The future is now. Inequality and suffering have been eliminated, and death is a fairy tale most can only imagine. But with the reward of immortality also comes the necessity of population control, and so the Scythes exist to glean a small portion of the population without bias or malice. But after hundreds of years a dark disease has infiltrated the Scythedom, and apprentices Citra and Rowan must fight the corruption or risk being swallowed by it. A fresh and fascinating perspective on utopia mixed with the human condition.
The author of the wonderful Graceling trilogy has written a charming standalone mystery with 5 different outcomes - all based on a single choice. ROMANCE! INTRIGUE! ESPIONAGE! ART THEFT! UMBRELLAS! Suspend your disbelief and go with Jane to Tu Reveins. You won't regret it.
We meet brother and sister, Ben and Hazel, at a typical high school party. Atypical is the glass coffin in the middle of the party which holds a sleeping prince with pointed ears and horns. He's never woken until one night, he does, and adventure, struggle, and the fight against the Darkest Part of the forest begins. This is a book you will never want to end, and Hazel is a protagonist you'll never want to leave.
If you thought you were sick of vampire novels, you'll have to reevaluate. Black has created a truly delicious and original world of vampires with a heroine who is loyal, brave, and all-around fierce! Characters are individual and complex, and the themes range everywhere from morality to personal responsibility to mortality.
After a weird incident 3 years ago, Poughkeepsie has never been the same. Meat puppets populate the buildings, animals went wonky, and tornados of everyday objects hang in suspended motion. Despite the danger, Addison braves the quarantined zone to capture photos of these sci-fi wonders to sell on the black market. When a patron comes to her with a dangerous proposal to retrieve something from the zone, Addison must decide if a cool $1 mil is worth gambling with the zone's unearthly phenomena. SO GOOD.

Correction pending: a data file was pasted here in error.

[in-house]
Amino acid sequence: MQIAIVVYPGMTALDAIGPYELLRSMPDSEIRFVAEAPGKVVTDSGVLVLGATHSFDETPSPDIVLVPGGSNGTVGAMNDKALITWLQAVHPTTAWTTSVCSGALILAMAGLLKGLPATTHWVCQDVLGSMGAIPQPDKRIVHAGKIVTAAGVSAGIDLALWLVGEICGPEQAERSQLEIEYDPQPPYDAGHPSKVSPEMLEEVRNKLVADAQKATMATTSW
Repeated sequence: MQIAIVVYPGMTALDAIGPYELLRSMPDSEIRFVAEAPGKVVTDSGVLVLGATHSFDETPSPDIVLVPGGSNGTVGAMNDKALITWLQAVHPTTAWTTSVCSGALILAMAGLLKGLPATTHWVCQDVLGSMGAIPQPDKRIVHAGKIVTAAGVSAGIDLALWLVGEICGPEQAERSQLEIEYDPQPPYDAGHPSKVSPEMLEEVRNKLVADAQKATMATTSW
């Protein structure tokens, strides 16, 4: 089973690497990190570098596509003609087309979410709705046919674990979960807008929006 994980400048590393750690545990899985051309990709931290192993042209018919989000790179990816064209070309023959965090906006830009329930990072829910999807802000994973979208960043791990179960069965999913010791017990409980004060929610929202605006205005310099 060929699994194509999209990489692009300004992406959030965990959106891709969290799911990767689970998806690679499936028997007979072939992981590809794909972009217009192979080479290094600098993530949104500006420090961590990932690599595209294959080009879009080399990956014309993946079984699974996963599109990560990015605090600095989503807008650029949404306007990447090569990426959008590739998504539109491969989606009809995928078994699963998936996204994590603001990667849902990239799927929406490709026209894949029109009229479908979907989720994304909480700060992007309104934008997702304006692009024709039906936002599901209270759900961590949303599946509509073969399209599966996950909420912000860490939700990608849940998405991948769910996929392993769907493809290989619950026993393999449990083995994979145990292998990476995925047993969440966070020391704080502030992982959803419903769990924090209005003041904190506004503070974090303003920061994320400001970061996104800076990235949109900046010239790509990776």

Don't be fooled by this novel's lack of length - it packs a serious punch. Stone tackles heavy and important topics - police brutality and racial profiling - in a nuanced and innovative way. The main character Justyce writes letter to Dr. Martin Luther King Jr. to process the racial tensions at his prep school and his (and our) society at large. A timely and honest book with unmistakable voice and heart.
Can you imagine not knowing what a book is or looks like but somehow still understanding how powerful an object it is? Enter Sefia, whose father entrusted her with such a rectangular object before he was murdered. Then, her aunt gets kidnapped and Sefia begins to unlock the mysteries and magic of reading this book, which might be the only way to save her aunt and uncover the details behind her father's death. This self-reflexive read will leave you enthralled.
Ladycastle is part comic, part musical (!?), part genderbent Knight's Tale, and all awesome. Frankly, it's also suitable for most ages, and it has less to do with physical combat and more to do with changing the status quo according to the strengths (and there are many: blacksmithing, etiquette- and chivalry-teaching, horiticulturing, practicing medicine, and library-keeping) of the individuals in this excellent series. Please read now.
Jess and Angie are best friends, so when Angie comes out and starts dating Margot, a rich girl from a different high school, Jess tries to be supportive. Jess has secretly loved Angie for a long time - and she doesn't plan on losing their relationship to the shark-infested waters of Angie's new, cliquish social circle so easily. But then a girl goes missing after a wild house party, with Jess and Angie right in the middle of it. And both of them are lying. Spooky, contemporary queer YA packed with morally complex female characters!
After Will's brother Shawn was shot and killed, Will knows that the rules of his neighborhood dictate that he must exact revenge on his brother's murderer. As Will takes the elevator down to complete his deadly task, a victim of gun violence from his past boards the elevator at each floor. Reynolds, who might be YA literature's modern-day Shakespeare, crafts a masterful verse novel that readers will read quickly but ponder deeply, especially after the powerful final line.